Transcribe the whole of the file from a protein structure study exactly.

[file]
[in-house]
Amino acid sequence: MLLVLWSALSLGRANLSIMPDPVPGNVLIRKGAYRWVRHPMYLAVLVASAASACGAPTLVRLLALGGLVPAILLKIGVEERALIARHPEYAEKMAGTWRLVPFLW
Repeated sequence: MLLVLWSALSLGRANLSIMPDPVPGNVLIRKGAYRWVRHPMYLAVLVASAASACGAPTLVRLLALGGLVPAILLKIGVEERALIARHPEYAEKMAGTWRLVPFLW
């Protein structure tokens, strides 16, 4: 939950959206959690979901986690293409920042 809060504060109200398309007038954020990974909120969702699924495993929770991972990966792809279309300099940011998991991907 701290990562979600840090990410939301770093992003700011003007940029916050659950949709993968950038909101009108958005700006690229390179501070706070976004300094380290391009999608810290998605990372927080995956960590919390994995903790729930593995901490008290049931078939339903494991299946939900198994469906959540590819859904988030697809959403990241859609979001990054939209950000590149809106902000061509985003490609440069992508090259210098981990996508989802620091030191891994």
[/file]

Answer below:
[in-house]
Amino acid sequence: MLLVLWSALSLGRANLSIMPDPVPGNVLIRKGAYRWVRHPMYLAVLVASAASACGAPTLVRLLALGGLVPAILLKIGVEERALIARHPEYAEKMAGTWRLVPFLW
Repeated sequence: MLLVLWSALSLGRANLSIMPDPVPGNVLIRKGAYRWVRHPMYLAVLVASAASACGAPTLVRLLALGGLVPAILLKIGVEERALIARHPEYAEKMAGTWRLVPFLW
């Protein structure tokens, strides 16, 4: 939950959206959690979901986690293409920042 809060504060109200398309007038954020990974909120969702699924495993929770991972990966792809279309300099940011998991991907 701290990562979600840090990410939301770093992003700011003007940029916050659950949709993968950038909101009108958005700006690229390179501070706070976004300094380290391009999608810290998605990372927080995956960590919390994995903790729930593995901490008290049931078939339903494991299946939900198994469906959540590819859904988030697809959403990241859609979001990054939209950000590149809106902000061509985003490609440069992508090259210098981990996508989802620091030191891994």